Melon Farmers Original Version

Censor Watch


2022: April

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Prime censorship...

Government publishers white paper outling the extension of suffocating TV state censorship to the major streaming services


Link Here30th April 2022
Full story: UK Internet TV censorship ...UK catch-up and US internet streaming

Rapid changes in technology, viewing habits and the emergence of global media giants have brought new challenges for UK broadcasters. More people are watching programmes on their phones, laptops, tablets, games consoles and on smart TVs. Competition for viewers and advertising revenue has intensified.

According to Ofcom, the share of total viewing for 'linear' TV channels such as ITV and the BBC fell by more than ten per cent between 2017 and 2020. The share for subscription video-on-demand services such as Netflix and Amazon Prime Video rose from 6% to 19% over the same period.

Proposals include measures to protect audiences from a wider range of harmful material - such as unchallenged health claims - while watching programmes on video-on-demand services (VoDs). These services will be brought under UK jurisdiction and subject to a Video-on-Demand Code similar to the Broadcasting Code, enforced by Ofcom. Fines for breaches could be up to 250,000 or five per cent of annual turnover.

Requiring it to continue to meet the obligations placed on PSBs, the government will move ahead with plans to move Channel 4 out of public ownership to become a privately-owned public service broadcaster like ITV and Channel 5.

The government intends to legislate as soon as the parliamentary timetable allows.

Regulation of video-on-demand services

Ofcom estimates three in four UK households use a subscription video-on-demand (VoD) service. But services like Disney+ and Amazon Prime Video are not regulated in the UK to the same extent as UK linear TV channels. Netflix and Apple TV+ are not regulated in the UK at all.

Except for BBC iPlayer, on-demand services are not subject to Ofcom's Broadcasting Code which sets standards for content including harmful or offensive material, accuracy, fairness and privacy. There are some protections for under-18s but minimal rules exist to protect audiences from, for example, misleading health advice or pseudoscience documentaries.

The government will give Ofcom powers to draft and enforce a new Video-on-Demand Code, similar to the Broadcasting Code and in line with its standards, to make sure VoD services, which target and profit from UK audiences, are subject to stricter rules protecting UK audiences from harmful material. This will primarily be aimed at larger 'TV-like' video-on-demand services such as Netflix, ITV Hub and NOW TV and level the rules between VoD services and traditional broadcasters.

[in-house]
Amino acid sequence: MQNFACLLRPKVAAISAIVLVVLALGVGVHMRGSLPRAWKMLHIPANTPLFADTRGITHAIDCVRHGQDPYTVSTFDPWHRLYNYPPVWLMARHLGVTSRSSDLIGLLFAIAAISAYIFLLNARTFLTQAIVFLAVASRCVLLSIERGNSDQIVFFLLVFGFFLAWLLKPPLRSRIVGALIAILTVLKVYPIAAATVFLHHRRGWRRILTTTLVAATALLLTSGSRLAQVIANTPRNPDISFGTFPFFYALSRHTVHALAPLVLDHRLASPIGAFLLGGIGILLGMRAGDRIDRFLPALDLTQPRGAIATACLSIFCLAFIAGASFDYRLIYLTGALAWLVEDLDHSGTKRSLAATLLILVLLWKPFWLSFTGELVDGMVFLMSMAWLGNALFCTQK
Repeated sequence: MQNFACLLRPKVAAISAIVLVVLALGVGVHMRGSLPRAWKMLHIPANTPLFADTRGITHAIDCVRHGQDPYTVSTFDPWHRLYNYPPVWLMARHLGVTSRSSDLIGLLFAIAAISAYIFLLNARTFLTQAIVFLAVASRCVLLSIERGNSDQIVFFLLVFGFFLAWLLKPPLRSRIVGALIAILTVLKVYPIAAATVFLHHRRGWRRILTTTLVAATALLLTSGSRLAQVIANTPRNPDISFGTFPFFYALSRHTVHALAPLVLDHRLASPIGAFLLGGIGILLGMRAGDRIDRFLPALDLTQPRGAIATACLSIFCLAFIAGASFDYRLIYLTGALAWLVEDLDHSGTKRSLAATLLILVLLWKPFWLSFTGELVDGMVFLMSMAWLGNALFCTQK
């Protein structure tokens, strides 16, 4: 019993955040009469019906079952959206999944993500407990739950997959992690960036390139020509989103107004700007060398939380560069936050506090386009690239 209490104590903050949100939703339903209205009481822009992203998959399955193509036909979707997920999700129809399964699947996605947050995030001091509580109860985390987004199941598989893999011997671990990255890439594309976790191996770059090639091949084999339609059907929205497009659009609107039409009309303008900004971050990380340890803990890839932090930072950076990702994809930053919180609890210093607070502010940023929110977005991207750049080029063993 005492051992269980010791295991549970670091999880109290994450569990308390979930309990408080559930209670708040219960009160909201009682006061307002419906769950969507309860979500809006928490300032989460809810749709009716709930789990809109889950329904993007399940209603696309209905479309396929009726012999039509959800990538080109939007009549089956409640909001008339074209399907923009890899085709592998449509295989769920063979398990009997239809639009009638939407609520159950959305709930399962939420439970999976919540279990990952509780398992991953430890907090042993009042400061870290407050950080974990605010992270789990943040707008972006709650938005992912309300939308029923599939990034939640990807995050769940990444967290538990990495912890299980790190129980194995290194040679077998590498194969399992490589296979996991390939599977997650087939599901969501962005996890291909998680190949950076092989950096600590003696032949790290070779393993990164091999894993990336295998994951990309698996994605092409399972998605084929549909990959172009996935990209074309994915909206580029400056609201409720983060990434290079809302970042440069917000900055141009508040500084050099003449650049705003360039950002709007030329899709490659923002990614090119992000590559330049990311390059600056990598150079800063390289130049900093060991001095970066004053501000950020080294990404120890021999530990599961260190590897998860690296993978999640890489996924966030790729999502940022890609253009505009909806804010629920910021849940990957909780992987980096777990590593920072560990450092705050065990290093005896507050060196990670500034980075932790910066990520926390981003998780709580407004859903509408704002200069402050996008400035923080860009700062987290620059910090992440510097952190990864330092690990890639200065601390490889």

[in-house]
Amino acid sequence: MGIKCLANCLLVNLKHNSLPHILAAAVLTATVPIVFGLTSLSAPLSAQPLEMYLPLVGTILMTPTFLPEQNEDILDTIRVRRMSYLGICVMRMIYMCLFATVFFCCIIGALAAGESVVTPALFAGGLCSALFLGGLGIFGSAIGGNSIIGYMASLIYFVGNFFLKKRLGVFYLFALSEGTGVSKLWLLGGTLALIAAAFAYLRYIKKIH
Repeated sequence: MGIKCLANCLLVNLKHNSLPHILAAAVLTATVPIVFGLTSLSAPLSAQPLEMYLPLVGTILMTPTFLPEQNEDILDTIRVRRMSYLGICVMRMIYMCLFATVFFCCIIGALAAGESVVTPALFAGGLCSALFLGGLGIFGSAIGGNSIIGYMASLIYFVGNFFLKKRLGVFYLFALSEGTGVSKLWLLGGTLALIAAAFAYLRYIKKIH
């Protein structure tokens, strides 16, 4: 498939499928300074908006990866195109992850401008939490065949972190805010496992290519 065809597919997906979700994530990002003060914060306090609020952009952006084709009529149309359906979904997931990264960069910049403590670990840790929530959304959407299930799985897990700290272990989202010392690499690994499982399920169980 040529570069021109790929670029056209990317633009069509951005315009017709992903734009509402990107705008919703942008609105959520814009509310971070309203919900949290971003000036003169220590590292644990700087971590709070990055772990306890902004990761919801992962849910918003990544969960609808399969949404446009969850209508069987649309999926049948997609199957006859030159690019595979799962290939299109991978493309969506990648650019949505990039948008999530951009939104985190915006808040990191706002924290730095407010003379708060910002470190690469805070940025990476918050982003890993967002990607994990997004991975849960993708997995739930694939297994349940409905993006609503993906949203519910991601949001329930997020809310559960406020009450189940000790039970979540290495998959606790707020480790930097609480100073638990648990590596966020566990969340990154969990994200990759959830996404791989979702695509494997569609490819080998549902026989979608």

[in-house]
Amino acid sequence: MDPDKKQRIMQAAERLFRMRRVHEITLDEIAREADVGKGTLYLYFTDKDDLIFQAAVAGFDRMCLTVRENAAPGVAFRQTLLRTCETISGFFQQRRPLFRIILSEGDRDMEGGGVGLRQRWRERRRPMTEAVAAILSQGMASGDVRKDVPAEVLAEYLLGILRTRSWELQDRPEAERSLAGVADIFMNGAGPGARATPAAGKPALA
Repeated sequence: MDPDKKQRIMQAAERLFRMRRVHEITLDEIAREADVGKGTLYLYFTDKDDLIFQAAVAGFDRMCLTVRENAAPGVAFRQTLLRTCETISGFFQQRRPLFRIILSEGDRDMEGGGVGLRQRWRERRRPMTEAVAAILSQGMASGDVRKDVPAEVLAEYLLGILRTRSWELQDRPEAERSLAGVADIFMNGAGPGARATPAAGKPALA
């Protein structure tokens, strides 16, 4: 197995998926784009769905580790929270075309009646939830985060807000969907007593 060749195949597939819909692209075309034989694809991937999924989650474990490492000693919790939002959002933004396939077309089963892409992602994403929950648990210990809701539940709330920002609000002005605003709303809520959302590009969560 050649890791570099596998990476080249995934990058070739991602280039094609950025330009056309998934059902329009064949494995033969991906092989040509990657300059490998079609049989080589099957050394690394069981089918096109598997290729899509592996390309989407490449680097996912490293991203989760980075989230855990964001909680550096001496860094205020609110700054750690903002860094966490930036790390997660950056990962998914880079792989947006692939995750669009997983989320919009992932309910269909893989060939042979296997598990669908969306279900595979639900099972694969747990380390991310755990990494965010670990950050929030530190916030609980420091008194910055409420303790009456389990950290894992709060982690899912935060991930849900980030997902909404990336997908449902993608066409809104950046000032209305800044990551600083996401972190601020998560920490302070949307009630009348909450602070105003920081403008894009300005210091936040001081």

UK viewers will be given new powers to complain to Ofcom if they see something concerning and will be better protected from harmful material. Ofcom will be given a strengthened duty to assess on-demand providers' audience protection measures such as age ratings and viewer guidance, with powers to force changes if necessary.

The maximum fine for regulated VoD services will be 250,000 or an amount up to five per cent of an organisation's revenue, whichever is higher.

Offsite comment: We don't need to be protected from Netflix

30th April 2022. See article from spiked-online.com by Matthew Lesh

 

 

Offsite Article: Politicians, Prohibitionists And Porn: A Bad Combination...


Link Here 30th April 2022
Let's not allow outrage at inappropriate workplace behaviour by an MP to further embolden the moralising opportunists.

See article from reprobatepress.com

 

 

Offsite Article: The Burdensome costs of the Online Censorship Bill...


Link Here30th April 2022
Full story: Online Safety Bill...UK Government legislates to censor social media
Bill compliance costs will hit smaller companies the most

See article from verdict.co.uk

 

 

EFF to European Court: No Intermediary Liability for Social Media Users...

Don't hold ordinary social media users responsible for other users responses


Link Here 27th April 2022
Full story: Internet Censorship in EU...EU introduces swathes of internet censorship law

Courts and legislatures around the globe are hotly debating to what degree online intermediaries--the chain of entities that facilitate or support speech on the internet--are liable for the content they help publish. One thing they should not be doing is holding social media users legally responsible for comments posted by others to their social media feeds, EFF and Media Defence told the European Court of Human Rights (ECtHR).

Before the court is the case Sanchez v. France , in which a politician argued that his right to freedom of expression was violated when he was subjected to a criminal fine for not promptly deleting hateful comments posted on the "wall" of his Facebook account by others. The ECtHR's Chamber, a judicial body that hears most of its cases, found there was no violation of freedom of expression, extending its rules for online intermediaries to social media users. The politician is seeking review of this decision by ECtHR's Grand Chamber, which only hears its most serious cases.

EFF and Media Defence, in an amicus brief submitted to the Grand Chamber, asked it to revisit the Chamber's expansive interpretation of how intermediary liability rules should apply to social media users. Imposing liability on them for third-party content will discourage social media users, especially journalists, human rights defenders, civil society actors, and political figures, from using social media platforms, as they are often targeted by governments seeking to suppress speech. Subjecting these users to liability would make them vulnerable to coordinated attacks on their sites and pages meant to trigger liability and removal of speech, we told the court.